The outcome of all the efforts has been over 70 years of peace in Western Europe - a priceless achievement



The operative word to-day is ‘Remember’.

Against the background of the idealism of the post-war years, there are ominous signs and sounds coming from different parts of the world. 

To-day’s world leaders were not involved in wars and need to be reminded.


There are trade wars between some of the major nations, trade wars that can hit where they hurt most, and that can escalate out of proportion.


There is the real problem of mass immigration, different from anything in the past by its very scale, people driven out of their homeland by extreme poverty, by oppression and corruption, seeing a better world on their televisions and prepared to risk everything to improve their lives for themselves and their families.


There are ominous noises coming from several countries of Europe.


Perhaps for many of our younger generation, war is distant history.  Stalin is quoted as saying ‘The death of one person is a tragedy.  The death of millions is a statistic.’  At this distance in time, war can seem remote, pictures on the screen.


We say ‘Remember’.  We see pictures or have witnessed for ourselves of vast acres of tombstones, each one of them a young man, each of them crying out ‘Remember what happened to me.  Make sure it does not happen  to you.’


We read their names on the local memorials, each one a son, a brother, a husband, a father, each with the same message to us all.


On Remembrance day we honour all those millions who died in two world wars.  We honour them best by doing everything we can to ensure that we and our young men, and increasingly young women, may never suffer their fate.  That has been the emphasis in all the ceremonies marking a hundred years since the end of world war I.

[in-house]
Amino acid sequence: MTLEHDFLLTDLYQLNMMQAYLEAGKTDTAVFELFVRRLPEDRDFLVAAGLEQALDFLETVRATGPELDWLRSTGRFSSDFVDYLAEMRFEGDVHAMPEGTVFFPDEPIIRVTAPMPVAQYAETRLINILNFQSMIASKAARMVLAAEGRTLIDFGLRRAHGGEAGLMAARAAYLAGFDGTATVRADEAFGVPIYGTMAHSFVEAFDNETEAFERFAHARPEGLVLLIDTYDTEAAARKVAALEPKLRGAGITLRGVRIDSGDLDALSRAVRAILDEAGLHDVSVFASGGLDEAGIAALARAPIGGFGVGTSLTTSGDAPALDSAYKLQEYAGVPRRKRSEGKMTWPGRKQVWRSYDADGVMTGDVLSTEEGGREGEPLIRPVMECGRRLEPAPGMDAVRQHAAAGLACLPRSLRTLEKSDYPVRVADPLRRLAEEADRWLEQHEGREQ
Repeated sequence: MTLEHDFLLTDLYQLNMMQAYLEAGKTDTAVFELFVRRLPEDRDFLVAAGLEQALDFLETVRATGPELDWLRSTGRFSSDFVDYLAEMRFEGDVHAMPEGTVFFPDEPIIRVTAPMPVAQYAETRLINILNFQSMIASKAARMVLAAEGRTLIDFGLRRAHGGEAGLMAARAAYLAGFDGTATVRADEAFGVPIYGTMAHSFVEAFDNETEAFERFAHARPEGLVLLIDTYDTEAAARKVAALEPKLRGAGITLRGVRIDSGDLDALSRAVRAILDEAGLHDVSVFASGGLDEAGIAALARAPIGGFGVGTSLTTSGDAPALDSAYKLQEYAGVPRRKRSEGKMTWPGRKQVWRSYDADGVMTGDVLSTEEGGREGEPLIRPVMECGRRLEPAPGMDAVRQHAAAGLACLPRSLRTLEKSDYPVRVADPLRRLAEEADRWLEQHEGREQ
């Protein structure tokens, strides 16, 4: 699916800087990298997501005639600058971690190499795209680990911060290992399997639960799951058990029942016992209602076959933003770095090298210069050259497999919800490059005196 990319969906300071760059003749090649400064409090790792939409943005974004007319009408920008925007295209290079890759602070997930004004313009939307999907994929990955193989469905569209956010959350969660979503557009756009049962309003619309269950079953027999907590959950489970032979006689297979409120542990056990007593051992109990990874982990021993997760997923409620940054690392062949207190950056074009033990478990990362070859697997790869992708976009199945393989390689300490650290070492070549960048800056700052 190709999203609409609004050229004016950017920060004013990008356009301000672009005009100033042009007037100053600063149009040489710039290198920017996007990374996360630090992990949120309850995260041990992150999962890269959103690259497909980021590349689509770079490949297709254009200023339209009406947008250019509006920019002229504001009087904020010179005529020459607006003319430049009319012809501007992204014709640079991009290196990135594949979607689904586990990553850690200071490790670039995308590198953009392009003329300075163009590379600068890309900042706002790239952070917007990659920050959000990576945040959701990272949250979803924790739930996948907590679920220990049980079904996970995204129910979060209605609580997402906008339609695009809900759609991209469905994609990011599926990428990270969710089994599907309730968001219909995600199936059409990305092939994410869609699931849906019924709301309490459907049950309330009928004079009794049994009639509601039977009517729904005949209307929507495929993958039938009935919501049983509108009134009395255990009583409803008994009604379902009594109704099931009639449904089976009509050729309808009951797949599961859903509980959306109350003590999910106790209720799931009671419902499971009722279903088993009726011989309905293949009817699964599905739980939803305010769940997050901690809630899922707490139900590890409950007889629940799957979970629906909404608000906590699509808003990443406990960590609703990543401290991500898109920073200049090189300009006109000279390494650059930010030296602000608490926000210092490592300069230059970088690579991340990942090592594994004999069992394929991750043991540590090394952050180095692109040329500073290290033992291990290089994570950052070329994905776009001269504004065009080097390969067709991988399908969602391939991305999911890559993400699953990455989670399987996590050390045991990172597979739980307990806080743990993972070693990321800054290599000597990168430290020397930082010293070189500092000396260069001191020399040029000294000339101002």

There was that remarkable moment yesterday when the leaders of France and Germany embraced one another in a human expression of reconciliation.

‘Never again; never again.’


I always quote on Remembrance Day two occasions that are particularly relevant, and deeply emotional.,


At the conclusion of the Service of Remembrance in Albert Hall last evening, a rain of innumerable poppies fell down as if from the heavens, landing uncomfortably on the smart uniforms and person of the assembled military below, each one of them seemingly the soul of a dead soldier saying to succeeding generation,

‘’Remember.  Do not forget.’




From the graves of the British soldiers buried after the battle of Kohima on the borders of India and Burma, buried thousands of miles from their home and country, there is their haunting epitaph that cries across the thousands of miles and the decades of time, saying

‘When you go home, tell them of us.

For your to-morrow we gave our to-day.’


Yes, Remember.

Do not forget;  do not dare forget.’